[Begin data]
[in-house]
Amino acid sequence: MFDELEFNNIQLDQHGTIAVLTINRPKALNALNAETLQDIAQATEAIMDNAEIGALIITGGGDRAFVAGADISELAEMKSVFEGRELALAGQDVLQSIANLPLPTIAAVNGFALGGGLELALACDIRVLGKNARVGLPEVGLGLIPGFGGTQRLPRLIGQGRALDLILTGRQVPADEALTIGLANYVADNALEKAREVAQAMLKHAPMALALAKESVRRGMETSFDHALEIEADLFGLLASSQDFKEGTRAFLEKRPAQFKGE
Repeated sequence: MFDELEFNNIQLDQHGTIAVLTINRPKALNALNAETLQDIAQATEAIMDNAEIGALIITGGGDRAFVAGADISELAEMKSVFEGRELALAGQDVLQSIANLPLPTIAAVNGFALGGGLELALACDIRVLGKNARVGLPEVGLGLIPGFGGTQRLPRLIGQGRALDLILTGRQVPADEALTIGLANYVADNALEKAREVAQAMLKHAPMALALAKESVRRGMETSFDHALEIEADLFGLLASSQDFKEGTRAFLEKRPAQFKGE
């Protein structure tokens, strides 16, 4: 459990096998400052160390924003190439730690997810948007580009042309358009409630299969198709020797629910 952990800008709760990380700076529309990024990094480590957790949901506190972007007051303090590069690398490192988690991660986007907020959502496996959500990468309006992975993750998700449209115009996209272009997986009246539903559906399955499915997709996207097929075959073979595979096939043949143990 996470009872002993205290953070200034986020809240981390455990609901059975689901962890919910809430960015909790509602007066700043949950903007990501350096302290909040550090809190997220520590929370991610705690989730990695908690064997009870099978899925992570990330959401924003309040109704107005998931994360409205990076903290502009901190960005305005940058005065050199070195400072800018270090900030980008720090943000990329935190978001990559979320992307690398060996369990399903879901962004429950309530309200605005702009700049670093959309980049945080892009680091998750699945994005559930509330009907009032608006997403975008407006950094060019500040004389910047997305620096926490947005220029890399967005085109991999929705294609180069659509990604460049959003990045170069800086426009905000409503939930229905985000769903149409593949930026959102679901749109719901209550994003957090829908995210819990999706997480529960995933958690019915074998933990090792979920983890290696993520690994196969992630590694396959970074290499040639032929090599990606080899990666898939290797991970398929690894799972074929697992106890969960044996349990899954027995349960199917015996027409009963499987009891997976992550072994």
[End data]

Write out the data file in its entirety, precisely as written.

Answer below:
[in-house]
Amino acid sequence: MFDELEFNNIQLDQHGTIAVLTINRPKALNALNAETLQDIAQATEAIMDNAEIGALIITGGGDRAFVAGADISELAEMKSVFEGRELALAGQDVLQSIANLPLPTIAAVNGFALGGGLELALACDIRVLGKNARVGLPEVGLGLIPGFGGTQRLPRLIGQGRALDLILTGRQVPADEALTIGLANYVADNALEKAREVAQAMLKHAPMALALAKESVRRGMETSFDHALEIEADLFGLLASSQDFKEGTRAFLEKRPAQFKGE
Repeated sequence: MFDELEFNNIQLDQHGTIAVLTINRPKALNALNAETLQDIAQATEAIMDNAEIGALIITGGGDRAFVAGADISELAEMKSVFEGRELALAGQDVLQSIANLPLPTIAAVNGFALGGGLELALACDIRVLGKNARVGLPEVGLGLIPGFGGTQRLPRLIGQGRALDLILTGRQVPADEALTIGLANYVADNALEKAREVAQAMLKHAPMALALAKESVRRGMETSFDHALEIEADLFGLLASSQDFKEGTRAFLEKRPAQFKGE
């Protein structure tokens, strides 16, 4: 459990096998400052160390924003190439730690997810948007580009042309358009409630299969198709020797629910 952990800008709760990380700076529309990024990094480590957790949901506190972007007051303090590069690398490192988690991660986007907020959502496996959500990468309006992975993750998700449209115009996209272009997986009246539903559906399955499915997709996207097929075959073979595979096939043949143990 996470009872002993205290953070200034986020809240981390455990609901059975689901962890919910809430960015909790509602007066700043949950903007990501350096302290909040550090809190997220520590929370991610705690989730990695908690064997009870099978899925992570990330959401924003309040109704107005998931994360409205990076903290502009901190960005305005940058005065050199070195400072800018270090900030980008720090943000990329935190978001990559979320992307690398060996369990399903879901962004429950309530309200605005702009700049670093959309980049945080892009680091998750699945994005559930509330009907009032608006997403975008407006950094060019500040004389910047997305620096926490947005220029890399967005085109991999929705294609180069659509990604460049959003990045170069800086426009905000409503939930229905985000769903149409593949930026959102679901749109719901209550994003957090829908995210819990999706997480529960995933958690019915074998933990090792979920983890290696993520690994196969992630590694396959970074290499040639032929090599990606080899990666898939290797991970398929690894799972074929697992106890969960044996349990899954027995349960199917015996027409009963499987009891997976992550072994």